Back away from technology for a minute. Shut down those computers, put that phone out of reach somewhere in the basement, turn off the TV, Spotify, etc., and just give yourself a moment of quiet to sit, reflect, and think. It may help clear your head and get you focused!

3. Find a Comfortable Spot

Virginia Woolf was on to something when she wrote A Room of One’s Own. To write, it truly helps to place yourself in a comfortable environment. For me, my favorite space is on my bed with nothing short of ten pillows, tea or coffee appropriately by my side, my cat on my lap, and my favorite moleskin notebook at hand. Want to get out of the house? (Because sometimes I just NEED to get out.) Find your favorite coffee shop and settle into a cozy spot in the corner. Coffee, quiet music and mumbling, space to spread out your work—trust me, it helps. At the very least, you’ll be able to devote brain power to your paper rather than to how uncomfortable you are!

4. Pace Yourself

One of the most helpful tips someone shared with me is to schedule working time and break time. Adopting the idea of writing anything, work for twenty-five minutes, and then enjoy a five or ten minute break. This gives you a chance to relax (and if you’re like me, reward yourself with that omnipresent Valentine’s chocolate) and an incentive to work.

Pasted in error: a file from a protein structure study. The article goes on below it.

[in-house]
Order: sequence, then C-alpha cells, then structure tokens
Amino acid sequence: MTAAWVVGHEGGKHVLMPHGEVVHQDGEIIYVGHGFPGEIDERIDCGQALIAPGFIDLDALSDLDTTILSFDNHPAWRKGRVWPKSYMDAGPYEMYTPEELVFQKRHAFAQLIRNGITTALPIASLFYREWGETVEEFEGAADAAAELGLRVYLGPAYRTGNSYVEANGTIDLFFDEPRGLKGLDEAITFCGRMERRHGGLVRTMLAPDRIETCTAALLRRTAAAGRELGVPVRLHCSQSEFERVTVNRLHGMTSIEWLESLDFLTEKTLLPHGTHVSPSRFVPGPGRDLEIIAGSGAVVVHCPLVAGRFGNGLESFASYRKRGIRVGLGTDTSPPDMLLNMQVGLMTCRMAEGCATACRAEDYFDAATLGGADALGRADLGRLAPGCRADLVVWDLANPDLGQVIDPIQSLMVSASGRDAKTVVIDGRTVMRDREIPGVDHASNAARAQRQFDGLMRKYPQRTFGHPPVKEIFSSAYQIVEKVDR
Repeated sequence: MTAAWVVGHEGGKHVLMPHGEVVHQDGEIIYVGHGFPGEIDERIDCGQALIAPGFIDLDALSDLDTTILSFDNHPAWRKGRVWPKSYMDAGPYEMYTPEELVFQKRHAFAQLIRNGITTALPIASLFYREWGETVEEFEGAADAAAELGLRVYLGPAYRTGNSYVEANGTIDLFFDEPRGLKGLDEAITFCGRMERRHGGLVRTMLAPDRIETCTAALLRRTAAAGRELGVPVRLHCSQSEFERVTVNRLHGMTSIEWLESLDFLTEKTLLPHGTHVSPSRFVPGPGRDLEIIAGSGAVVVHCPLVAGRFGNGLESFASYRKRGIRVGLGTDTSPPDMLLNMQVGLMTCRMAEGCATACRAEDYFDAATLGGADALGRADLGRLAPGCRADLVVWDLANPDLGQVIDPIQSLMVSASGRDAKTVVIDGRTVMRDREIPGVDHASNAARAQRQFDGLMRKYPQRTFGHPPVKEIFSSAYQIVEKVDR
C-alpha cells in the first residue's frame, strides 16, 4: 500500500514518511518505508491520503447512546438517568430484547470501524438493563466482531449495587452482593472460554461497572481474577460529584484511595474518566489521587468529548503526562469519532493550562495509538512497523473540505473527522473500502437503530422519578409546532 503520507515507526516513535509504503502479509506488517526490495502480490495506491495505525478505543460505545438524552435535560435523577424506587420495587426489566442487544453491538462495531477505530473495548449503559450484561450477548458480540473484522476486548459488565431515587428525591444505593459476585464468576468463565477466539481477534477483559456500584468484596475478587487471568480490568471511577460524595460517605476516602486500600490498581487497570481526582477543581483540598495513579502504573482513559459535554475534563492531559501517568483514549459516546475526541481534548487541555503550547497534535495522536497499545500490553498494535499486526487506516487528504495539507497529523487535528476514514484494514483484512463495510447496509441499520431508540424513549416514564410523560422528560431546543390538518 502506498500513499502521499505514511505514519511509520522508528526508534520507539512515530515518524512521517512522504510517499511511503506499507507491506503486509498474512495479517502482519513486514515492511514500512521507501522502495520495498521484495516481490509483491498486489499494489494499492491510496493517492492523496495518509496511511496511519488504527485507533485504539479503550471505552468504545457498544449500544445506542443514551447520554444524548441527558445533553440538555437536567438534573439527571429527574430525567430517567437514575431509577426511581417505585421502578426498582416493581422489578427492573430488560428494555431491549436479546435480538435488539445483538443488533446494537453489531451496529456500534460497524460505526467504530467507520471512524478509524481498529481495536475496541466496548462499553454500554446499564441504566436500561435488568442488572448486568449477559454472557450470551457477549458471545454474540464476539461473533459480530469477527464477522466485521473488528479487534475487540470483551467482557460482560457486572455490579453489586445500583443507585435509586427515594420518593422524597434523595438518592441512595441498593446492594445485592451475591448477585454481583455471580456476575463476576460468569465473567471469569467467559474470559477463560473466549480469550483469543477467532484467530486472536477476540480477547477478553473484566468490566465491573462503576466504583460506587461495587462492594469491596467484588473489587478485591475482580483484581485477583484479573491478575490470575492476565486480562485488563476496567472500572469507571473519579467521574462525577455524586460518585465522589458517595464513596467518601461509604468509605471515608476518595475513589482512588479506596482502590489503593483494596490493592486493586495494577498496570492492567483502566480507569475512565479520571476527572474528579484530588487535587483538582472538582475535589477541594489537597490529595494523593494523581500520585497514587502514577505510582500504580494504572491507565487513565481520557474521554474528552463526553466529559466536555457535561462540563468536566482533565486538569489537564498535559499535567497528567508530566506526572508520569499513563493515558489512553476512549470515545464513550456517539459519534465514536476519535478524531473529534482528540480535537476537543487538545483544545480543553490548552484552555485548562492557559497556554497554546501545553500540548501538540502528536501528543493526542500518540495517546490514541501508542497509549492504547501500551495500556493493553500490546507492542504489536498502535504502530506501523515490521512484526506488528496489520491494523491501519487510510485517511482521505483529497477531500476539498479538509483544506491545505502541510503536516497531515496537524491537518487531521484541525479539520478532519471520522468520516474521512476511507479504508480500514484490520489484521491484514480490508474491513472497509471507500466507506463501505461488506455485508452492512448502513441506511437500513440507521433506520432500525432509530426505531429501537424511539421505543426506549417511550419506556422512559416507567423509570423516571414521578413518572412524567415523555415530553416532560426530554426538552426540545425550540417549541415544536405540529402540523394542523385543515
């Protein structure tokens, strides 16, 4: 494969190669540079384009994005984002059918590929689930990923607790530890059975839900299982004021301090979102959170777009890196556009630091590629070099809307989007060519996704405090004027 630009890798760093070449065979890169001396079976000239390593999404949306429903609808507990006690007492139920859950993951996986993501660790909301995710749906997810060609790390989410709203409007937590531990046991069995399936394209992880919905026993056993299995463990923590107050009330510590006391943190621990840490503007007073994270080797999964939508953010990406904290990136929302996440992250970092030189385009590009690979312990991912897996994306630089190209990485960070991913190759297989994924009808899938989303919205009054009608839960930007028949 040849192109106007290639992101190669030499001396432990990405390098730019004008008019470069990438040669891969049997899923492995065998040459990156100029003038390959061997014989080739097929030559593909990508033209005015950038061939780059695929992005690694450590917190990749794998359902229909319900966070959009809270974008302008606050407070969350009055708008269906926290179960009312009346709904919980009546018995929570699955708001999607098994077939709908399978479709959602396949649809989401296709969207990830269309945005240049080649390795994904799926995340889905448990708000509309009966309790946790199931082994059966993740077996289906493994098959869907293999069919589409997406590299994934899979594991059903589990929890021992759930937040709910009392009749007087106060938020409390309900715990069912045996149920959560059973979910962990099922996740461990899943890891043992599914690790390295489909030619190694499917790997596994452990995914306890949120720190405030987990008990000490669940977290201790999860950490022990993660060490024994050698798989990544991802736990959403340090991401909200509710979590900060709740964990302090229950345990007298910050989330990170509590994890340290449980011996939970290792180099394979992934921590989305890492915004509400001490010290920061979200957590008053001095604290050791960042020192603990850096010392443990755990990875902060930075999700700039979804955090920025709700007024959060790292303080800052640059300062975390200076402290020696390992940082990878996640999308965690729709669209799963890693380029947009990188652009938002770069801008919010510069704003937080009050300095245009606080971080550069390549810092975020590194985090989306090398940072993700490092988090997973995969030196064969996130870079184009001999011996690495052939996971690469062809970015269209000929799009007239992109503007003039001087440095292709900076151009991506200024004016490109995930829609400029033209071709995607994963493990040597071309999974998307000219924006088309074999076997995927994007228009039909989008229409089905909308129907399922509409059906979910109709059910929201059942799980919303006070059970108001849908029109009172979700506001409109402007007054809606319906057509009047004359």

5. Sleep On It

Okay, so this obviously doesn’t work if you’re in crunch-time mode, but if you give yourself the leisure of starting early, you can conquer writer’s block by stepping away and forgetting about it for a bit. Believe it or not, your mind knows you’ve been thinking about your topic. Even if you’re not consciously focused, your mind is working on it. You’d be surprised how something may just come to you if you step away and let it. In fact, if you’re really committed, keep a notebook and pen by your bed. Some of my ideas for creative writing or paper topics have come to me just before falling asleep. If you don’t have to get out of bed, you’re more likely to jot things down then!